2 Nov 2020

Iran threatens legal action against New Zealand government if SIS raid is 'proven'

10:06 am on 2 November 2020

Iran is threatening legal action against New Zealand after learning the Security Intelligence Service (SIS), in a joint operation with the CIA, broke into its Wellington embassy to plant bugs in the late 1980s and early 1990s.

No caption

Photo: RNZ/Vinay Ranchhod

India has also hit back at an SIS operation that occurred during the same era, demanding New Zealand's foreign ministry investigate an SIS break-in where code books were photographed and passed on to Britain's MI6.

The protests from Iran and India have been revealed in an epilogue episode of the RNZ podcast series The Service, which tracks the role of the SIS in the Cold War.

The podcast focuses on a break-in to the Czechoslovakian embassy in 1986 - a joint mission by the SIS and MI6 to steal the Warsaw Pact codes used to encrypt the communications of the communist eastern bloc countries.

But, following the podcast, RNZ discovered the New Zealand spy agency had conducted a series of embassy break-ins which continued at least into the 1990s.

The SIS raided the Iranian embassy in Wellington in a mission named Operation Horoscope, which was driven by the CIA.

The SIS entered the embassy for the CIA, photographed the building and installed listening devices supplied by the CIA.

The CIA altered circuit boards on a telex machine used by the Iranian embassy, allowing the CIA to intercept communications.

Listen to the new episode of The Service

The Iranian Embassy in Wellington said it was investigating the raid as a breach of international treaty the Vienna Convention, which states that the "premises of the mission shall be inviolable" and "The receiving State is under a special duty to take all appropriate steps to protect the premises of the mission against any intrusion".

In a written response to RNZ, Iran said: "In case such a violation is proven the government of the Islamic Republic of Iran, with due respect to the 50-year-old bilateral relationship with the Government of New Zealand, reserves its right to take any legal action."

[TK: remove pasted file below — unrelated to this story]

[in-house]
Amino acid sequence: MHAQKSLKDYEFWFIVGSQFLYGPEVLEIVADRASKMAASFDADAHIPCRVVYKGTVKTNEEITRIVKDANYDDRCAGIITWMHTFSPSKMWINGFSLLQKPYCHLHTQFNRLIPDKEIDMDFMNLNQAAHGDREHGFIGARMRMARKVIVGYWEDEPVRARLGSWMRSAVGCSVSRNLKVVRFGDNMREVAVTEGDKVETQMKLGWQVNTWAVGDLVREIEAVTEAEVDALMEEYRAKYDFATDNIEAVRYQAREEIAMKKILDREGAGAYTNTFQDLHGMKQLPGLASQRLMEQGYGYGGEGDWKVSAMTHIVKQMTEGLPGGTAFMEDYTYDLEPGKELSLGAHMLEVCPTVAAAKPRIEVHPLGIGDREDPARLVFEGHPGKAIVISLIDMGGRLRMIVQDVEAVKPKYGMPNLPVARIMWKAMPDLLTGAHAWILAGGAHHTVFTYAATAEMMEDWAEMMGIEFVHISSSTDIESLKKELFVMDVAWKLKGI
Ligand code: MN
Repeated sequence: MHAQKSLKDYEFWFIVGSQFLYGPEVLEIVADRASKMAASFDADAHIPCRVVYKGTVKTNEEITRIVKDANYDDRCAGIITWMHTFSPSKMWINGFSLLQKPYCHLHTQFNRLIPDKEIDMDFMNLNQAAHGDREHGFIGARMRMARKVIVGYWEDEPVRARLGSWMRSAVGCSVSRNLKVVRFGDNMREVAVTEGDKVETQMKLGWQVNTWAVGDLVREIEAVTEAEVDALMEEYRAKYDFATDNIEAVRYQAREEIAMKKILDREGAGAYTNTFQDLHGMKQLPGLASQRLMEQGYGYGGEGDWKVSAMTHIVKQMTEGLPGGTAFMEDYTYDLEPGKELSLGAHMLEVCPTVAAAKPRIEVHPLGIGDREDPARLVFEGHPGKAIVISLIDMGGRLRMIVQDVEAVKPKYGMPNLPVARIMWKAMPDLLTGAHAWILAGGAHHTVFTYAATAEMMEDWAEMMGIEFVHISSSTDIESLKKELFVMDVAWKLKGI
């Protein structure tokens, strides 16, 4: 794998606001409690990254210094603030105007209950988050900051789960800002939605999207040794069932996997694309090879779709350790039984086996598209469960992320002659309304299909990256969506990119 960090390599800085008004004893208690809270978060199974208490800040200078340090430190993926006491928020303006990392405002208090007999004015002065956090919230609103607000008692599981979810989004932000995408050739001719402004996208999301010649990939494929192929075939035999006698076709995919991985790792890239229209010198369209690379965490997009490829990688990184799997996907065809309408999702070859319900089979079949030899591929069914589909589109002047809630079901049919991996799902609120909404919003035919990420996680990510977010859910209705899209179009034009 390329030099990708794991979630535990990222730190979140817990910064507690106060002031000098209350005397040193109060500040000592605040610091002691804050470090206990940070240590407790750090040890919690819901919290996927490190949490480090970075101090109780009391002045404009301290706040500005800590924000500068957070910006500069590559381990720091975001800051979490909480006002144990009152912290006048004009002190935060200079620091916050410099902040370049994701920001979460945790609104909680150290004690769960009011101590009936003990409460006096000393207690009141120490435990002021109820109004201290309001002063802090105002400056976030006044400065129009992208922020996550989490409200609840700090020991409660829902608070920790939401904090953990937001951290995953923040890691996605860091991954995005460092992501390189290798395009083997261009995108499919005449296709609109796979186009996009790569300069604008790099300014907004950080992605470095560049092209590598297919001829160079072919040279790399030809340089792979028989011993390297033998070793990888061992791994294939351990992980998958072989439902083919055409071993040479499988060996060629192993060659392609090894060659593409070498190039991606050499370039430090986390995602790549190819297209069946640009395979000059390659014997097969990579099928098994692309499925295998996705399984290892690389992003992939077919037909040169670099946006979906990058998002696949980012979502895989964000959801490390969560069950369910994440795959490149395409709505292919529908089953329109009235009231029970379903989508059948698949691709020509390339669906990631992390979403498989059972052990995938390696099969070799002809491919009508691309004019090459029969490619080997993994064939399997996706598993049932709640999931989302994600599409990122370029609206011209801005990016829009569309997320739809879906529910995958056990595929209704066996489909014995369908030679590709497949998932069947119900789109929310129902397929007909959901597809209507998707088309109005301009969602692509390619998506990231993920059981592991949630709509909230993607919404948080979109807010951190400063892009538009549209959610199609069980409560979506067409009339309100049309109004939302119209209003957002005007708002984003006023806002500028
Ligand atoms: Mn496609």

The statement said that "investigating the evidence and signs of the alleged action is in progress" and "in case of obtaining any confirmed evidence the necessary legal action will be taken".

The statement also said the countries have had "brilliant relations" over almost 50 years and such a violation would not seem rational. It also stated that "given (New Zealand's) political independence," the idea that the operation was driven by the CIA seems "unrealistic".

The Indian High Commission told RNZ it had also taken action on the SIS raid on its embassy. "I can confirm to you that the matter has been taken up with the NZ Ministry of Foreign Affairs and Trade, requesting them to look into the matter."

No caption

Minister for the SIS Andrew Little refuses to say whether the SIS still breaks into foreign embassies. Photo: RNZ / Samuel Rillstone

The covert attack on the Indian High Commission was code named Operation Dunnage and was a joint mission between the SIS and Britain's external spy agency MI6. Thousands of photographs containing codes were sent back to the UK to allow British Foreign Intelligence officials to decipher the communications of Indian government officials and diplomats.

Former prime ministers Jim Bolger and Sir Geoffrey Palmer have both said they had no recollection of signing off on the embassy break-ins.

The Ministry of Foreign Affairs told RNZ it will not talk about the embassy break-ins at all. "MFAT has no comment to make on these matters. New Zealand maintains constructive and positive relationships with Iran and India including their representatives based in Wellington."

The SIS has not denied the events but said it was "unable to respond to questions about what may or may not be specific operational matters".

Both Helen Clark, prime minister between 1999-2008, and the current Minister for the SIS Andrew Little have refused to say whether the SIS still breaks into foreign embassies.

Get the RNZ app

for ad-free news and current affairs